I just returned from my first ASCD (Association for Supervision and Curriculum Development) Annual Conference in Philadelphia. My Dad has been attending this very same conference for as long as I can remember, at least the early 90s. He always came back with increased enthusiasm for his work, re-energized to lead his school, and great new ideas for becoming a better teacher and administrator. When I was young, I was convinced I would never become a teacher. Teachers are under paid, under appreciated, and over worked. Why would anyone want to become a teacher, I wondered?
As it turns out, teaching also comes with rewards: the look in a student's eye when the concept suddenly clicks, the pride radiating from students when they do well on a tough assignment, and, more often, past students returning and thanking you for teaching them. As it turns out, those rewards far exceed the pay, appreciation, and hard work. So, as you know, I'm now a "teacher." Why do I put teacher in quotes? Because I'm a college (gasp) teacher. I wasn't formally trained to teach. All of my understanding of the teaching profession comes from my parents and the countless workshops I've attended.
And now I can add ASCD to that list!
My ASCD experience began with a Welcome Reception. I'm glad I attended this reception, as it gave me an idea of the magnitude of this conference. I think I heard a final estimate of 8,000 attendees from over 30 different countries. Compared to my experiences at other conferences (ITAA and CSA) this is HUGE! The feel I got being in the company of 8,000 intelligent, passionate, motivated teachers and administrators is indescribable. Imagine a group of 8,000 people who care so much about future generations that they dedicated their lives to educating students and continue to try to be the best educators they can be. It is really difficult for me to wrap my mind around it.
And one of those educators was my Dad! Yes, my Dad was able to join me for my first ASCD experience. However, for the first time in his career, he wasn't attending to present or attend sessions, he was an exhibitor for Columbia College this year! After 30+ years as a teacher and administrator, my Dad retired and became a recruiter for the online Master of Arts program at Columbia College in Columbia, MO. He spent the entire conference shmoozing with fellow teachers and administrators. Yes, I think he was in Heaven.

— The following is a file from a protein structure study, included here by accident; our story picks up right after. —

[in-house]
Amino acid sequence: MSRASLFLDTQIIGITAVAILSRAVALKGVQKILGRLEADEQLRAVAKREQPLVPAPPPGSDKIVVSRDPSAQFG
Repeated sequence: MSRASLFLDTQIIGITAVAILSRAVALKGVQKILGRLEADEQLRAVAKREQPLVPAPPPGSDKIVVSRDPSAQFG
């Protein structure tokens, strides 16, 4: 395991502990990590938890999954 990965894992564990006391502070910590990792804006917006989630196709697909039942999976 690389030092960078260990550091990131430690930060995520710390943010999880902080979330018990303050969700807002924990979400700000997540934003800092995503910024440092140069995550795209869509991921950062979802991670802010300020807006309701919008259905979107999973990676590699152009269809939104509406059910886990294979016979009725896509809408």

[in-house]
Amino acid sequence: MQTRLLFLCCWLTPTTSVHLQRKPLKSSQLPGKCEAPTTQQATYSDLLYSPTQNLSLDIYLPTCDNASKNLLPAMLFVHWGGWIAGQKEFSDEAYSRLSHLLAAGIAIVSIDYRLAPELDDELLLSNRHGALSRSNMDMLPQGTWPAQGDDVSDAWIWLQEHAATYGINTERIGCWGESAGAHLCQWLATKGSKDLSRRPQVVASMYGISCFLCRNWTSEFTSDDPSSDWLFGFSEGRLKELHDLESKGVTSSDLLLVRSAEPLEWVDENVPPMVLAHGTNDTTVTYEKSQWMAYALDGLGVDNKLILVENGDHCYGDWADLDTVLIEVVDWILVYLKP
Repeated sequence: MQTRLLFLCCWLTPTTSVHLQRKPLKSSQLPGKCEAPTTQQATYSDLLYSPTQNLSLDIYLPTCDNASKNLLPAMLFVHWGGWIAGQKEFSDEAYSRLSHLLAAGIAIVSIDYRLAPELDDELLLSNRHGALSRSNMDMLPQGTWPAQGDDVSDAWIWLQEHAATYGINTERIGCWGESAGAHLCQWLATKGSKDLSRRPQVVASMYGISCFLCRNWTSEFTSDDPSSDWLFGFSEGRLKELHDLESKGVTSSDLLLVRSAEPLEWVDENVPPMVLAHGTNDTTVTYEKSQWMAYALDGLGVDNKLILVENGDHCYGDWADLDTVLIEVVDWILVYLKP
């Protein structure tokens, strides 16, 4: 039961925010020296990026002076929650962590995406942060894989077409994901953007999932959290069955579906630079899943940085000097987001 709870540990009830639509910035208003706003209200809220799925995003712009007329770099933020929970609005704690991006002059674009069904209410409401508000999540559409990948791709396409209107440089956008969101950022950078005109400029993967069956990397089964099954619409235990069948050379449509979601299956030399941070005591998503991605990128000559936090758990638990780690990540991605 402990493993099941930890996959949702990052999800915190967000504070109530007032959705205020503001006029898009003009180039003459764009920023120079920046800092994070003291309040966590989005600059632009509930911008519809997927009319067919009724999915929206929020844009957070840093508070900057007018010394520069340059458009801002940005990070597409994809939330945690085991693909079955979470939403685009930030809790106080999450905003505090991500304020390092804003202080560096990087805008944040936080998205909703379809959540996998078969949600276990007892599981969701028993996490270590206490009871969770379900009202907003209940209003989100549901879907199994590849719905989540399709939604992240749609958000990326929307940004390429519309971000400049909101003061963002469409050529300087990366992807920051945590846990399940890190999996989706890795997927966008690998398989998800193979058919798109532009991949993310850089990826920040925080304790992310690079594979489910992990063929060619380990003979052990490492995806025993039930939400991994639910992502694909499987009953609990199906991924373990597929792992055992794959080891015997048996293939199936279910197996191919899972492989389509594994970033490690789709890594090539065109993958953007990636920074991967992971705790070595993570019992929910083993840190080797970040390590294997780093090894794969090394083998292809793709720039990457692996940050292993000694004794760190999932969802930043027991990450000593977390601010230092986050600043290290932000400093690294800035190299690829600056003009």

I attended the following sessions:
It's Not About the Bling: Effective Technology Integration Trough an Instructional Lens
Debra Pickering, Marzano Research Lab, Littleton, CO
Loni Ghiorso, Kalei Eskridge, and Cheryl Dultz, San Juan Unified School District, CA
The Science of Extreme Storm Chasing
Reed Timmer, TVN Leader Storm Chase, Meteorologist, Discovery Education, Silver Spring, MD
Transformational Technology Integration: Using Google Tools for Education
Char Shryock, Bay Village City Schools, Avon Lake, OH
Teaching Students to Ask Their Own Questions
Dan Rothstein and Luz Santana, The Right Question Institute, Cambridge, MA
Fifty Ways to Leave Your Lecture
Rick Smith and Grace Dearborn, Conscious Teaching, Fairfax, CA
The Checklist Manifesto
Atul Gawande, Harvard University, Cambridge, MA
Developing Creative Confidence and Innovation Skills Through Design Thinking
Deborah Parizek, Henry Ford Learning Institute, Dearborn, MI
Cora Christmas, Henry Ford Academy, Dearborn, MI
Be a Dynamic Trainer
Laurie Kagan, Kagan Publishing and Professional Development, San Clemente, CA
Engaging Students with Mobile Technology: Using iPads to Address Student Diversity
Daniel Espejo, Edmonton Catholic Schools, Alberta, Canada
Jennifer Harasimiuk, Susana Gerndt, Edmonton, Alberta, Canada
From Novice to Pro: What Young Professionals Need to Know
Kevin Scott, ASCD, Alexandria, VA
Patricia Dickeson, Victoria Ayam, Dave Stovenour, Alina Davis, ASCD Emerging Leaders
Mobile Applications for Learning
Helen Mowers and Shari Ehly, Killeen Independent School District, TX
Don't get me wrong, ASCD isn't all work and no play. Teachers are the best at working hard and playing hard. If you're familiar with ASCD, then you're probably familiar with the magazine Educational Leadership. One of the conference's more popular play activities was the opportunity to have your picture put on the cover of your very own Educational Leadership cover! At times during the conference, the line for this photobooth was 30-40 minutes long! Luckily, I was in the know. (The Columbia College booth was right across from the EL Photobooth) so I was one of the first to have my picture taken. I'm now ASCD Famous.
My favorite part of the ASCD Annual Conference was the social media presence. There was a great group sharing information via Twitter, the @ASCD Tweeters were phenomenal, and I came away with an entirely new group of friends, colleagues, and Twitter followers. As one person stated in a tweet, if you didn't have a presence on Twitter this weekend, you missed half the conference. So true. I also enjoyed the many conference sessions dedicated to the use of social media, both as a professional develop tool and a tool to engage students in the classroom.
Eventually every conference comes to an end. But I'm already pumped for the 2013 ASCD Annual Conference in Chicago. Perhaps I'll even present! Who knows. I look forward to seeing you all next year!